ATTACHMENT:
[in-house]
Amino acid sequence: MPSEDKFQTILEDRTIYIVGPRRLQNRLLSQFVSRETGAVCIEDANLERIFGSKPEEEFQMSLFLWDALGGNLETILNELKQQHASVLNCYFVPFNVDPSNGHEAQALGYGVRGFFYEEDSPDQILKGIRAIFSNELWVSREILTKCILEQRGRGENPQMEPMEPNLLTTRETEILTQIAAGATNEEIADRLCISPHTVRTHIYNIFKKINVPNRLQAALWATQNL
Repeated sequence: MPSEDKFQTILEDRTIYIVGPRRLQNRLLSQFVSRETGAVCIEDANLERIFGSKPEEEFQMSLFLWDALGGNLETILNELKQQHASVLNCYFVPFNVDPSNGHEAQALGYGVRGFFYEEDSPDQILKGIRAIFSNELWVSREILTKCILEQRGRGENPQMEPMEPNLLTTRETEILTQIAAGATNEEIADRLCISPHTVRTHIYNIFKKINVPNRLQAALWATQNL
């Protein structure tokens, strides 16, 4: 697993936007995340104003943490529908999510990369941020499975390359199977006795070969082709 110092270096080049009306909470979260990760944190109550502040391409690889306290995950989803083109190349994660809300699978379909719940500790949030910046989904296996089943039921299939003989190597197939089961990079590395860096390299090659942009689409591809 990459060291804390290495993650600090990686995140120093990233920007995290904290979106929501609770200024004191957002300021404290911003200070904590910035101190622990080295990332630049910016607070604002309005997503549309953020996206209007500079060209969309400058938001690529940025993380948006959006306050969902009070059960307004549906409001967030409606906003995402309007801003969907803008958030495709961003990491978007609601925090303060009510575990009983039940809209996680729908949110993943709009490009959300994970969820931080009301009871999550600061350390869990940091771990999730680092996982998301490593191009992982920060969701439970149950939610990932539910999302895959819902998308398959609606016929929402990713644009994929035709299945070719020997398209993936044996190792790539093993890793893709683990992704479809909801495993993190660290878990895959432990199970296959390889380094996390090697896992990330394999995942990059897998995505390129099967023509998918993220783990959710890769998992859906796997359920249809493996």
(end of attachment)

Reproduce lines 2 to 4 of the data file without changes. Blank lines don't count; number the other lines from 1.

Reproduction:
Amino acid sequence: MPSEDKFQTILEDRTIYIVGPRRLQNRLLSQFVSRETGAVCIEDANLERIFGSKPEEEFQMSLFLWDALGGNLETILNELKQQHASVLNCYFVPFNVDPSNGHEAQALGYGVRGFFYEEDSPDQILKGIRAIFSNELWVSREILTKCILEQRGRGENPQMEPMEPNLLTTRETEILTQIAAGATNEEIADRLCISPHTVRTHIYNIFKKINVPNRLQAALWATQNL
Repeated sequence: MPSEDKFQTILEDRTIYIVGPRRLQNRLLSQFVSRETGAVCIEDANLERIFGSKPEEEFQMSLFLWDALGGNLETILNELKQQHASVLNCYFVPFNVDPSNGHEAQALGYGVRGFFYEEDSPDQILKGIRAIFSNELWVSREILTKCILEQRGRGENPQMEPMEPNLLTTRETEILTQIAAGATNEEIADRLCISPHTVRTHIYNIFKKINVPNRLQAALWATQNL
């Protein structure tokens, strides 16, 4: 697993936007995340104003943490529908999510990369941020499975390359199977006795070969082709 110092270096080049009306909470979260990760944190109550502040391409690889306290995950989803083109190349994660809300699978379909719940500790949030910046989904296996089943039921299939003989190597197939089961990079590395860096390299090659942009689409591809 990459060291804390290495993650600090990686995140120093990233920007995290904290979106929501609770200024004191957002300021404290911003200070904590910035101190622990080295990332630049910016607070604002309005997503549309953020996206209007500079060209969309400058938001690529940025993380948006959006306050969902009070059960307004549906409001967030409606906003995402309007801003969907803008958030495709961003990491978007609601925090303060009510575990009983039940809209996680729908949110993943709009490009959300994970969820931080009301009871999550600061350390869990940091771990999730680092996982998301490593191009992982920060969701439970149950939610990932539910999302895959819902998308398959609606016929929402990713644009994929035709299945070719020997398209993936044996190792790539093993890793893709683990992704479809909801495993993190660290878990895959432990199970296959390889380094996390090697896992990330394999995942990059897998995505390129099967023509998918993220783990959710890769998992859906796997359920249809493996």